(660 B.C.)



Nahum 1:3      The Lord is slow to anger and of great forbearance,
                        But the Lord does not remit all punishment.
                        He travels in whirlwinds and storm,
                        And clouds are the dust on His feet.
                        He rebukes the sea and dries it up.


     Actually God never angers, we project our human feelings onto him; but He is an infinite, never changing and perfect Being. He is the source and center of all existence, all creation, and all reality. Perhaps the prophet is referring unknowingly to Melchizedek here, but much more likely he is projecting his own feelings and emotions upon a God that he reveres but does not fully understand. The Urantia Book teaches us that it is our perceptions of God that change and that God is eternal and unchanging. When we are at the beginning of our development we fear the great and powerful God, but as we develop, we begin to understand that God’s true motive towards us is one of love. Our fear evolves through awe, reverence, and appreciation, and finally to love. "Fear is the beginning of wisdom, but love is at its end." And so, this passage above is one of many that misunderstand God’s true motives and intentions. The Urantia Book tells us that "Jesus did not hesitate to appropriate the better half of a scripture…" and that he "appropriated the positive portion…" (Paper 159). All human truth is partial and incomplete. We must always separate the wheat from the chaff, using both the external facts available and the internal guiding of The Spirit of Truth. Logic and intuition are both necessary and interdependent. The approaching age will be the age of Faith and Reason; Science and Religion; Intuition and Logic; Divine and Human; Matter and Spirit. And is replacing either/or in the harmonized philosophy of our near future. The Urantia Book is the stone on which such a philosophy will be built. And so, we proceed, appropriating the best in scripture, as did Jesus himself.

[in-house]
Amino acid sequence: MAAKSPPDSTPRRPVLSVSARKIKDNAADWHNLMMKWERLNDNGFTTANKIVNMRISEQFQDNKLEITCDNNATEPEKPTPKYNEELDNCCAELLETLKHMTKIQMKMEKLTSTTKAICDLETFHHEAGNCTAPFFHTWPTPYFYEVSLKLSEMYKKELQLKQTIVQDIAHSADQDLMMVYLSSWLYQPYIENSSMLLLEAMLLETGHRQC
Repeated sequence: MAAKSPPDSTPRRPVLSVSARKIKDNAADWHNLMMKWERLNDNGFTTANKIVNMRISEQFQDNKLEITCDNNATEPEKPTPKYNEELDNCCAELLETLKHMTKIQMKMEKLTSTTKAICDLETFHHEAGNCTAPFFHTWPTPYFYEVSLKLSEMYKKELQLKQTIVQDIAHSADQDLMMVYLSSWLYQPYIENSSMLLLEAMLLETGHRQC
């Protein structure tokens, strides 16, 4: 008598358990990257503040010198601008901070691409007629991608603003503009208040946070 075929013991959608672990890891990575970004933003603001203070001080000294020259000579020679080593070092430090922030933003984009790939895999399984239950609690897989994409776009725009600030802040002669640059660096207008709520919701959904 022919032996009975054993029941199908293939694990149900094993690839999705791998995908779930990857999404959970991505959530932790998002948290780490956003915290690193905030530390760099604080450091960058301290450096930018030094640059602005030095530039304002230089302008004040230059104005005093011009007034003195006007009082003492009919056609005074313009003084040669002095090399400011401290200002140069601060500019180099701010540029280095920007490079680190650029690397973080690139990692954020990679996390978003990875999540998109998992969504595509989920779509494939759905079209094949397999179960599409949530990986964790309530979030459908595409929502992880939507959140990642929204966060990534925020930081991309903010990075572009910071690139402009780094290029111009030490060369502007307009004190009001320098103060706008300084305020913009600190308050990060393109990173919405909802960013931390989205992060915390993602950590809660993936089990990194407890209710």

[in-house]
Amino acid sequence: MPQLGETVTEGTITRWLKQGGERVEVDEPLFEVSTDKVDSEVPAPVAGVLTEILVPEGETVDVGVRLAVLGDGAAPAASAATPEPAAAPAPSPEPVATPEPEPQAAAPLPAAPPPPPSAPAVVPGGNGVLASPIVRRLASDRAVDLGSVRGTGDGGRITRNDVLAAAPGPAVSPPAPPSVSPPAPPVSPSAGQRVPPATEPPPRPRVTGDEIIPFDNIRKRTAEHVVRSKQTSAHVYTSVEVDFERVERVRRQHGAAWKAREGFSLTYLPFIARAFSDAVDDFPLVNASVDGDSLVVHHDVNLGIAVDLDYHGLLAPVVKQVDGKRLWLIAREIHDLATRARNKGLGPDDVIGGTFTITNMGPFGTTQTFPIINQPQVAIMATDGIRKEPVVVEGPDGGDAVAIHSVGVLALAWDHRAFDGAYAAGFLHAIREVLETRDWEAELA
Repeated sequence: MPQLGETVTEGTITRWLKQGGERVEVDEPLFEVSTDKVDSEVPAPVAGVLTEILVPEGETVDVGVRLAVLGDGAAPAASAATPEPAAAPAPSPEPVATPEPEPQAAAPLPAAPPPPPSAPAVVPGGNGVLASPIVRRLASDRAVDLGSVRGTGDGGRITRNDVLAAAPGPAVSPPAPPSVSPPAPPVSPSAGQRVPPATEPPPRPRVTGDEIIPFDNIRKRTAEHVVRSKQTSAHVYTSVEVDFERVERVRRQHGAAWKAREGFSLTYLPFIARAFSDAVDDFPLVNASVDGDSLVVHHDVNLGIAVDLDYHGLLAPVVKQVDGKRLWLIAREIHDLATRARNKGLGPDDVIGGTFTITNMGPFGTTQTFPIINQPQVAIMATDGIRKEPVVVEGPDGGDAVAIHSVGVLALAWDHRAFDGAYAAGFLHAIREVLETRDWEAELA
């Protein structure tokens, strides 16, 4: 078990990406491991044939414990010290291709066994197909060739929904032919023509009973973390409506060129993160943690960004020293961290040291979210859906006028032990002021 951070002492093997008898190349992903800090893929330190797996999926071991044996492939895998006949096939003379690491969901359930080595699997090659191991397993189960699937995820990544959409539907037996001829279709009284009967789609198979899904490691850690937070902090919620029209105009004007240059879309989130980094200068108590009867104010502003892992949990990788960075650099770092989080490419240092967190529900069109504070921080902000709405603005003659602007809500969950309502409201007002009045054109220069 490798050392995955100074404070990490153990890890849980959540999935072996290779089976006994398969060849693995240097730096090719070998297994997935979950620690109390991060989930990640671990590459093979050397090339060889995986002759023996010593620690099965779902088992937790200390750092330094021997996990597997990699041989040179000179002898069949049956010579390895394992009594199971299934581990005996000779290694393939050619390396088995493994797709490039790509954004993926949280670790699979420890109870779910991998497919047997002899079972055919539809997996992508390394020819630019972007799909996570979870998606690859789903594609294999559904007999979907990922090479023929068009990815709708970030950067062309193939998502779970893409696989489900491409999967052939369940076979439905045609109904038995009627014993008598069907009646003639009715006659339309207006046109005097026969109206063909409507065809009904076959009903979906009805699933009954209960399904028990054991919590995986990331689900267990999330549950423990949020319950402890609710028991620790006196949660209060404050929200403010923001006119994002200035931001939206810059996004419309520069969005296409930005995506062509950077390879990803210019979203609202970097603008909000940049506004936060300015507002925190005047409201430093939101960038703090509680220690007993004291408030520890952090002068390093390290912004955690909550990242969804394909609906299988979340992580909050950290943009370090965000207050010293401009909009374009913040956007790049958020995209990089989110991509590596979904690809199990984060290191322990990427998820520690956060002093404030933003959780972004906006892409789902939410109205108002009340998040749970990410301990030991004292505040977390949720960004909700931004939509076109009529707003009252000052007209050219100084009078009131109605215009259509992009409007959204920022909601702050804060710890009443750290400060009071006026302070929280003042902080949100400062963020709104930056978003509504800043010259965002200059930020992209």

Nahum 2:1      Behold on the hills
                        The footsteps of a herald
                        Announcing good fortune!
                        "Celebrate your festivals O Judah.
                        Fulfill your vows.
                        Never again shall scoundrels invade you,
                        They have totally vanished."


     The herald is the final prophet announcing to Judah, modern Jews, that 'their divine being', Messiah/Melchizedek, reigns.

     That scoundrels "never again" invade identifies this scripture with the end of the Age, messianic period. Scoundrels may still exist, but never again will they be given the right to oppress others. As we well know, "your right to swing your fist stops at anyone else’s nose." Justice will reign over the world for the first time.
     Moving ahead we next stop at Zephaniah on our chronologic journey.